In a first-of-its kind experiment, San Francisco prosecutors are turning to artificial intelligence to reduce racial bias in the courts, adopting a system that strips certain identifying details from police reports and leaves only key facts to govern charging decisions.
District Attorney George Gascon announced Wednesday that his office will begin using the technology in July to "take race out of the equation" when deciding whether to accuse suspects of a crime.
Criminal-justice experts say they have never heard of any project like it, and they applauded the idea as a creative, bold effort to make charging practices more colorblind.
U.S. & World
Gascon's office worked with data scientists and engineers at the Stanford Computational Policy Lab to develop a system that takes electronic police reports and automatically removes a suspect's name, race and hair and eye colors. The names of witnesses and police officers will also be removed, along with specific neighborhoods or districts that could indicate the race of those involved.
"The criminal-justice system has had a horrible impact on people of color in this country, especially African Americans, for generations," Gascon said in an interview ahead of the announcement. "If all prosecutors took race out of the picture when making charging decisions, we would probably be in a much better place as a nation than we are today."
Gascon said his goal was to develop a model that could be used elsewhere, and the technology will be offered free to other prosecutors across the country.
"I really commend them, it's a brave move," said Lucy Lang, a former New York City prosecutor and executive director of the Institute for Innovation in Prosecution at John Jay College of Criminal Justice.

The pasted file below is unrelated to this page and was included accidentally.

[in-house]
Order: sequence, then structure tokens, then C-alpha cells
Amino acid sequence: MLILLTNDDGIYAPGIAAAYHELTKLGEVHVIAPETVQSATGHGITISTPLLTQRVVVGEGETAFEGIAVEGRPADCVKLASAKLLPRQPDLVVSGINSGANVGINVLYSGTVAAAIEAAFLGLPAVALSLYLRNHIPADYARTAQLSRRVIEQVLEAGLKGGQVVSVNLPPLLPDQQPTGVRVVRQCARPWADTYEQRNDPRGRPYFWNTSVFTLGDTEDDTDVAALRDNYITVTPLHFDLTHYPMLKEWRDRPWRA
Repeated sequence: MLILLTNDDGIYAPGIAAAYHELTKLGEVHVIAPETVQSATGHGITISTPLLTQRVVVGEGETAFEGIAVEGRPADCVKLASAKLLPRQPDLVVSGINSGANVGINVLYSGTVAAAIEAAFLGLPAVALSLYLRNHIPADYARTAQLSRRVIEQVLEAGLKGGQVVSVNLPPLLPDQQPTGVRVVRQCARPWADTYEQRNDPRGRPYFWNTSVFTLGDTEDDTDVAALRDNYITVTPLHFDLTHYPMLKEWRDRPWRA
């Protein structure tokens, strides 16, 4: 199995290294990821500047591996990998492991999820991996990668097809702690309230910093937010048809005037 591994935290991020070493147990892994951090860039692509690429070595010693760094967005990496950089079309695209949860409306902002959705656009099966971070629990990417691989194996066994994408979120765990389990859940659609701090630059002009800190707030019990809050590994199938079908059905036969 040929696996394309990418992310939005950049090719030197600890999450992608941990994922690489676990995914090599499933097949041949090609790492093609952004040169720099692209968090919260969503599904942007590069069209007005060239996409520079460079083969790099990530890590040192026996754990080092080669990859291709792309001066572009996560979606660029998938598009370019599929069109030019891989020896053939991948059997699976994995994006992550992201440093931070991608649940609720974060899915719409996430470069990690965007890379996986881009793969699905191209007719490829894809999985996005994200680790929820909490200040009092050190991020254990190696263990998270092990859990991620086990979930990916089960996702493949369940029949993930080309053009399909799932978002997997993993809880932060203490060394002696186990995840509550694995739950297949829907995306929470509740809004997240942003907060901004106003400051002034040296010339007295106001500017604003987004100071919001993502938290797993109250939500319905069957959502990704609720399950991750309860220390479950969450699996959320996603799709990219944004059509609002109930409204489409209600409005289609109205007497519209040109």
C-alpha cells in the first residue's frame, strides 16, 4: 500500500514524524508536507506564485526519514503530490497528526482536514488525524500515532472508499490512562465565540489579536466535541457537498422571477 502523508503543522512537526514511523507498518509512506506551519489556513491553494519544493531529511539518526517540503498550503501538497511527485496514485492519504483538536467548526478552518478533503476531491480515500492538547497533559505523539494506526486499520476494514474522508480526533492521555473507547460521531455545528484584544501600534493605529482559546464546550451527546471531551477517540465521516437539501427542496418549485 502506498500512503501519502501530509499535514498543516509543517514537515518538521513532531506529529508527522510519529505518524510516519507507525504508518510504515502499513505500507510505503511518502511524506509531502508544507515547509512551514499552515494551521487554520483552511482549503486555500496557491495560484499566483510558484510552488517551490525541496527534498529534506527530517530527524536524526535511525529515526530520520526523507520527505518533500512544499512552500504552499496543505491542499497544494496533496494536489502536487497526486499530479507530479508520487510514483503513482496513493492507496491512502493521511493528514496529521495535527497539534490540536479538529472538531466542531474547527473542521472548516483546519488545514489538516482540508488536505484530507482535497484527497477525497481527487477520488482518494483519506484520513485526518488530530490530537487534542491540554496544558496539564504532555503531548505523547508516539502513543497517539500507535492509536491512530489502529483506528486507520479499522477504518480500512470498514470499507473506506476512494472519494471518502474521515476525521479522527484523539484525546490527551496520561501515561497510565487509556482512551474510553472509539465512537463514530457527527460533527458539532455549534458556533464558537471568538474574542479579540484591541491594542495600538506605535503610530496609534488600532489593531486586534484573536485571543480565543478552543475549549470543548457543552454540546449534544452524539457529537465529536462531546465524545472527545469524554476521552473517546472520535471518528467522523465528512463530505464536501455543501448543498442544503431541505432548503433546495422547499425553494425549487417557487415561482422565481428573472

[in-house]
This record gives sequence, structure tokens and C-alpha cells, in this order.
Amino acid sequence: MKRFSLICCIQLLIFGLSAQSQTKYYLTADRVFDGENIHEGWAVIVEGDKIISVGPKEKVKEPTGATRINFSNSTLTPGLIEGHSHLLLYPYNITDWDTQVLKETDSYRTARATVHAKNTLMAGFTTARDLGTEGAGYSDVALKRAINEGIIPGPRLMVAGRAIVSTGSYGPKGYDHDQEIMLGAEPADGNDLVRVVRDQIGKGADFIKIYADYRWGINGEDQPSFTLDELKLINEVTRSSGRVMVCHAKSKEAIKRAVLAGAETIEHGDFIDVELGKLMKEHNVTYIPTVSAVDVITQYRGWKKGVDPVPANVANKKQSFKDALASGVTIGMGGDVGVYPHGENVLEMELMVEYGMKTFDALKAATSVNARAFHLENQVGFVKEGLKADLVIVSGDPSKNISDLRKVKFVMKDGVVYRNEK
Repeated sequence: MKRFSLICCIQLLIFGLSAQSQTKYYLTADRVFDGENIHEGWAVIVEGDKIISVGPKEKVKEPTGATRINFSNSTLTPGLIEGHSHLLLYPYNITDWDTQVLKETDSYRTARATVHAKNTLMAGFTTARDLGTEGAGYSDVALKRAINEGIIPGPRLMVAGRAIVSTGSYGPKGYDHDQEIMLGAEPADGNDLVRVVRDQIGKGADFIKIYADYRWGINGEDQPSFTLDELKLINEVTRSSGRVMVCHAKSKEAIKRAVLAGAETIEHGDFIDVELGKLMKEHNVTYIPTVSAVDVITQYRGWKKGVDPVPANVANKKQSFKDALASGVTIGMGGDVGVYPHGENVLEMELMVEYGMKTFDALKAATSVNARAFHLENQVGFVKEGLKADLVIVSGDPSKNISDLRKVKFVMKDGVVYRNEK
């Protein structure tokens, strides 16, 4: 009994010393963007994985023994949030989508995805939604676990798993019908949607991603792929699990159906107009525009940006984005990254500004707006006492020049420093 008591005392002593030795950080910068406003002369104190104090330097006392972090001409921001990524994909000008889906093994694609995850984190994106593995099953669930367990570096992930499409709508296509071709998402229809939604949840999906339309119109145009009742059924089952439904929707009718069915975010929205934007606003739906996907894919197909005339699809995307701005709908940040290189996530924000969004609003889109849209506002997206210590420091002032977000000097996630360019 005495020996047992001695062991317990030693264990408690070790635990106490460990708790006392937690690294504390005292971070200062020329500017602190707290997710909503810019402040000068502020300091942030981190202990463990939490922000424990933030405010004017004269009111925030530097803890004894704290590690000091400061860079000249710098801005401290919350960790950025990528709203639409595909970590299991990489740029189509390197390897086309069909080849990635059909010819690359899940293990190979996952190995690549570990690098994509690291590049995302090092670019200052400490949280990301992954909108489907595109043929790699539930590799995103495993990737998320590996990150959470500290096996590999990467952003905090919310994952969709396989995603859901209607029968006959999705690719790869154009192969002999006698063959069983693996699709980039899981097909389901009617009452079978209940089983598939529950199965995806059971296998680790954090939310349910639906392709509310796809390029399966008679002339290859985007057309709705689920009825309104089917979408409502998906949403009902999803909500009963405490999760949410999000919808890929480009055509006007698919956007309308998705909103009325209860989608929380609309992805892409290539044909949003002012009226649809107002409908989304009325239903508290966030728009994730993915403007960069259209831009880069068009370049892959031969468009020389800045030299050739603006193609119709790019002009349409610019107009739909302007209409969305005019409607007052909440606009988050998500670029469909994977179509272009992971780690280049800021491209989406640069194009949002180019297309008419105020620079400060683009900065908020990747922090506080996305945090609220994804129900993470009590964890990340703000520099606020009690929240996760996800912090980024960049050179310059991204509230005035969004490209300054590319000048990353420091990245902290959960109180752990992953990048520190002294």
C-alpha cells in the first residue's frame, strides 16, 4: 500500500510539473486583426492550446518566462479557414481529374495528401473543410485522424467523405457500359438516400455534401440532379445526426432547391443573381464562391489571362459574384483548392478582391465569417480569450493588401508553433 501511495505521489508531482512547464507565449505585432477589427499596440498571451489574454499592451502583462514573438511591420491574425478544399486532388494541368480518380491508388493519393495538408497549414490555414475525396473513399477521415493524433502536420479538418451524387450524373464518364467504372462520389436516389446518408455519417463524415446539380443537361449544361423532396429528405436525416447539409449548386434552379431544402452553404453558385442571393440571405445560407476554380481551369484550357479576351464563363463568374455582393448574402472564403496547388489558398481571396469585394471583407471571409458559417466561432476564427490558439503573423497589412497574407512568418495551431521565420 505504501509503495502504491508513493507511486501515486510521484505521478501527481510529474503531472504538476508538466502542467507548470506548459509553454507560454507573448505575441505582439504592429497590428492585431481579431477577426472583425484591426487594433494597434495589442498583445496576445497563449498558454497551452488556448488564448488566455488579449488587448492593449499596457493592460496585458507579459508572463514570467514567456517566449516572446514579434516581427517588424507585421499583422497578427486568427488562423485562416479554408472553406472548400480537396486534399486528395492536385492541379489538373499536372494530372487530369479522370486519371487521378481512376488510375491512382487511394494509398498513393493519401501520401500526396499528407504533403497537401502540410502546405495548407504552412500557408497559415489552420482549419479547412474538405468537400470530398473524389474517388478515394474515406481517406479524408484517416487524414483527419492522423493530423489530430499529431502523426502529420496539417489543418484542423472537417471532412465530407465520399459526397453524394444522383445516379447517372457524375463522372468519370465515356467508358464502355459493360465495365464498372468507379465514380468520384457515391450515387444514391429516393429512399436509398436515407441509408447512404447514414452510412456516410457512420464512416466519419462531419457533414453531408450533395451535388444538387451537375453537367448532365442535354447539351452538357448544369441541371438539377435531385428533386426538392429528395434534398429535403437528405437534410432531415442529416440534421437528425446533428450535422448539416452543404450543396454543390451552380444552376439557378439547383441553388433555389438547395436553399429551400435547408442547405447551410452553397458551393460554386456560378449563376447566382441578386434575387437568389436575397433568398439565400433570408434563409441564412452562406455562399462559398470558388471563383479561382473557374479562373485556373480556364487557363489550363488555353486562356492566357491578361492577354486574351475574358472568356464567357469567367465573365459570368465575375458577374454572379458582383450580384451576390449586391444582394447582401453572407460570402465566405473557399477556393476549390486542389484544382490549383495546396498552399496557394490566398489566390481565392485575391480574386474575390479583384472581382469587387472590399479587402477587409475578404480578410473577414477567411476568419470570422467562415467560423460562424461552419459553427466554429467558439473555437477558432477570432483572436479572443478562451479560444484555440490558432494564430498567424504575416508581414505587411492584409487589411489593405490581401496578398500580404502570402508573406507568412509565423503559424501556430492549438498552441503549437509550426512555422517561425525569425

The technology relies on humans to collect the initial facts, which can still be influenced by racial bias. Prosecutors will make an initial charging decision based on the redacted police report. Then they will look at the entire report, with details restored, to see if there are any extenuating reasons to reconsider the first decision, Gascon said.
Lang and other experts said they look forward to seeing the results and that they expect the system to be a work in progress.
"Hats off for trying new stuff," said Phillip Atiba Goff, president for the Center for Policing Equity. "There are so many contextual factors that might indicate race and ethnicity that it's hard to imagine how even a human could take that all out."
A 2017 study commissioned by the San Francisco district attorney found "substantial racial and ethnic disparities in criminal justice outcomes." African Americans represented only 6% of the county's population but accounted for 41% of arrests between 2008 and 2014.
The study found "little evidence of overt bias against any one race or ethnic group" among prosecutors who process criminal offenses. But Gascon said he wanted to find a way to help eliminate an implicit bias that could be triggered by a suspect's race, an ethnic-sounding name or a crime-ridden neighborhood where they were arrested.
After it begins, the program will be reviewed weekly, said Maria Mckee, the DA's director of analytics and research.
The move comes after San Francisco last month became the first U.S. city to ban the use of facial recognition by police and other city agencies. The decision reflected a growing backlash against AI technology as cities seek to regulate surveillance by municipal agencies.